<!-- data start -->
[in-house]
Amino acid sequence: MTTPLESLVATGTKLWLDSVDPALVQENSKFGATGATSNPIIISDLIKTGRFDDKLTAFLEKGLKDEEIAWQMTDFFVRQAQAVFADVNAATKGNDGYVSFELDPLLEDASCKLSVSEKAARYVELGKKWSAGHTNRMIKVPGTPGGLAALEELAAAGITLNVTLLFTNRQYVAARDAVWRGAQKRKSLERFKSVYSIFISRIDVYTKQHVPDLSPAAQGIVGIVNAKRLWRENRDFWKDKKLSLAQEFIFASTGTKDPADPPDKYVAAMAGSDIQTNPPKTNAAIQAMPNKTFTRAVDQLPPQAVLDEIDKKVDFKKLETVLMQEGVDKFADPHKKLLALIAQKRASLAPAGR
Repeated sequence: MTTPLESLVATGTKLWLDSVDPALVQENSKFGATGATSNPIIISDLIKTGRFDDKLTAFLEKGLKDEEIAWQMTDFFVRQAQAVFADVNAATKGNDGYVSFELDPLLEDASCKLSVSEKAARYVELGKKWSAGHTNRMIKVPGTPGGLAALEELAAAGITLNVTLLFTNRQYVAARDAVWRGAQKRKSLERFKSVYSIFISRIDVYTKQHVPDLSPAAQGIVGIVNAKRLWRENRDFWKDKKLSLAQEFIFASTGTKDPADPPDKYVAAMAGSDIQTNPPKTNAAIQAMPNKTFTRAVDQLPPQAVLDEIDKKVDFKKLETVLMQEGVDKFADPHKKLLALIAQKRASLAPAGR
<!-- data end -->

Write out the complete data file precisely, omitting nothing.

[in-house]
Amino acid sequence: MTTPLESLVATGTKLWLDSVDPALVQENSKFGATGATSNPIIISDLIKTGRFDDKLTAFLEKGLKDEEIAWQMTDFFVRQAQAVFADVNAATKGNDGYVSFELDPLLEDASCKLSVSEKAARYVELGKKWSAGHTNRMIKVPGTPGGLAALEELAAAGITLNVTLLFTNRQYVAARDAVWRGAQKRKSLERFKSVYSIFISRIDVYTKQHVPDLSPAAQGIVGIVNAKRLWRENRDFWKDKKLSLAQEFIFASTGTKDPADPPDKYVAAMAGSDIQTNPPKTNAAIQAMPNKTFTRAVDQLPPQAVLDEIDKKVDFKKLETVLMQEGVDKFADPHKKLLALIAQKRASLAPAGR
Repeated sequence: MTTPLESLVATGTKLWLDSVDPALVQENSKFGATGATSNPIIISDLIKTGRFDDKLTAFLEKGLKDEEIAWQMTDFFVRQAQAVFADVNAATKGNDGYVSFELDPLLEDASCKLSVSEKAARYVELGKKWSAGHTNRMIKVPGTPGGLAALEELAAAGITLNVTLLFTNRQYVAARDAVWRGAQKRKSLERFKSVYSIFISRIDVYTKQHVPDLSPAAQGIVGIVNAKRLWRENRDFWKDKKLSLAQEFIFASTGTKDPADPPDKYVAAMAGSDIQTNPPKTNAAIQAMPNKTFTRAVDQLPPQAVLDEIDKKVDFKKLETVLMQEGVDKFADPHKKLLALIAQKRASLAPAGR